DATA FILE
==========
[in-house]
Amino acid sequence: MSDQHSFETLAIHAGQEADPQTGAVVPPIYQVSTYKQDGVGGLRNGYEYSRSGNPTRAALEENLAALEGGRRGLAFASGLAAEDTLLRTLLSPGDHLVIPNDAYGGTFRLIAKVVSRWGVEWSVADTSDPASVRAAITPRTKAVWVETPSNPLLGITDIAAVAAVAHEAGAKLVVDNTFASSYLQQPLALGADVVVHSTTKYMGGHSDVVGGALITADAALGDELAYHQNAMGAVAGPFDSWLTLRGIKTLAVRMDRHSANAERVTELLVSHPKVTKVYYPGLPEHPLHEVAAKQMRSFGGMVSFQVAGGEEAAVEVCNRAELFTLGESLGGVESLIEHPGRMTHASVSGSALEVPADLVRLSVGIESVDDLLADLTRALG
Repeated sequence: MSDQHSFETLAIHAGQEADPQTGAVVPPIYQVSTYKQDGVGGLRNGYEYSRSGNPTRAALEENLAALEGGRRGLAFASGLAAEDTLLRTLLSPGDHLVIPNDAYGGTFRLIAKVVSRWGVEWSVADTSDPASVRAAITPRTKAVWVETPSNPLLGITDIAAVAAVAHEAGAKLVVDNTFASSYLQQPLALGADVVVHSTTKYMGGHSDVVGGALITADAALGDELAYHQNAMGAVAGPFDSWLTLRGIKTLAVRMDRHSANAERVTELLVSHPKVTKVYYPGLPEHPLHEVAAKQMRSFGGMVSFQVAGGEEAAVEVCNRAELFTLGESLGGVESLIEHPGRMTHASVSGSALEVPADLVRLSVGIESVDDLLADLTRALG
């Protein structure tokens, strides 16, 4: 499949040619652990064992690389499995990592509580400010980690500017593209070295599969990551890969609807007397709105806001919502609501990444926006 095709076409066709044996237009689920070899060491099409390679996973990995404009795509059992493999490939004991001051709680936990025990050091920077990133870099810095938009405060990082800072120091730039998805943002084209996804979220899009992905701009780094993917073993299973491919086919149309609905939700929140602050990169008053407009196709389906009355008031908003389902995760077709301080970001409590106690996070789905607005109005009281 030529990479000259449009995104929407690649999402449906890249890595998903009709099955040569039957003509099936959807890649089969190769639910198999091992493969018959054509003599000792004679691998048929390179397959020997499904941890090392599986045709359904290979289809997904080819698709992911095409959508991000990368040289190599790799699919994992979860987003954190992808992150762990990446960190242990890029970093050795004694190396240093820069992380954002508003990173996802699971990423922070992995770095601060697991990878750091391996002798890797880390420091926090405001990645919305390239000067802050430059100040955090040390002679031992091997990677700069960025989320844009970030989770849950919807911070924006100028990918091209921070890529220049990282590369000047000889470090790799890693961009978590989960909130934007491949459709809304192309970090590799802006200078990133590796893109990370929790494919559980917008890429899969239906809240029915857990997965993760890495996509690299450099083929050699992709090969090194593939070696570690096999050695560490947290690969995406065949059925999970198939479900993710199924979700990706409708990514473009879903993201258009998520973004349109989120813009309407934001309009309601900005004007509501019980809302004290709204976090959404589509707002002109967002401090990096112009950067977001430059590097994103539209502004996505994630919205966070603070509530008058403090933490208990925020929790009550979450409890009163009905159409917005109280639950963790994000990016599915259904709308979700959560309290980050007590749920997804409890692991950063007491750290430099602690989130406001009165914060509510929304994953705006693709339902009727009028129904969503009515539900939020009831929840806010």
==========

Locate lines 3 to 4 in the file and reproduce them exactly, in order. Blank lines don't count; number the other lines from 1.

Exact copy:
Repeated sequence: MSDQHSFETLAIHAGQEADPQTGAVVPPIYQVSTYKQDGVGGLRNGYEYSRSGNPTRAALEENLAALEGGRRGLAFASGLAAEDTLLRTLLSPGDHLVIPNDAYGGTFRLIAKVVSRWGVEWSVADTSDPASVRAAITPRTKAVWVETPSNPLLGITDIAAVAAVAHEAGAKLVVDNTFASSYLQQPLALGADVVVHSTTKYMGGHSDVVGGALITADAALGDELAYHQNAMGAVAGPFDSWLTLRGIKTLAVRMDRHSANAERVTELLVSHPKVTKVYYPGLPEHPLHEVAAKQMRSFGGMVSFQVAGGEEAAVEVCNRAELFTLGESLGGVESLIEHPGRMTHASVSGSALEVPADLVRLSVGIESVDDLLADLTRALG
């Protein structure tokens, strides 16, 4: 499949040619652990064992690389499995990592509580400010980690500017593209070295599969990551890969609807007397709105806001919502609501990444926006 095709076409066709044996237009689920070899060491099409390679996973990995404009795509059992493999490939004991001051709680936990025990050091920077990133870099810095938009405060990082800072120091730039998805943002084209996804979220899009992905701009780094993917073993299973491919086919149309609905939700929140602050990169008053407009196709389906009355008031908003389902995760077709301080970001409590106690996070789905607005109005009281 030529990479000259449009995104929407690649999402449906890249890595998903009709099955040569039957003509099936959807890649089969190769639910198999091992493969018959054509003599000792004679691998048929390179397959020997499904941890090392599986045709359904290979289809997904080819698709992911095409959508991000990368040289190599790799699919994992979860987003954190992808992150762990990446960190242990890029970093050795004694190396240093820069992380954002508003990173996802699971990423922070992995770095601060697991990878750091391996002798890797880390420091926090405001990645919305390239000067802050430059100040955090040390002679031992091997990677700069960025989320844009970030989770849950919807911070924006100028990918091209921070890529220049990282590369000047000889470090790799890693961009978590989960909130934007491949459709809304192309970090590799802006200078990133590796893109990370929790494919559980917008890429899969239906809240029915857990997965993760890495996509690299450099083929050699992709090969090194593939070696570690096999050695560490947290690969995406065949059925999970198939479900993710199924979700990706409708990514473009879903993201258009998520973004349109989120813009309407934001309009309601900005004007509501019980809302004290709204976090959404589509707002002109967002401090990096112009950067977001430059590097994103539209502004996505994630919205966070603070509530008058403090933490208990925020929790009550979450409890009163009905159409917005109280639950963790994000990016599915259904709308979700959560309290980050007590749920997804409890692991950063007491750290430099602690989130406001009165914060509510929304994953705006693709339902009727009028129904969503009515539900939020009831929840806010």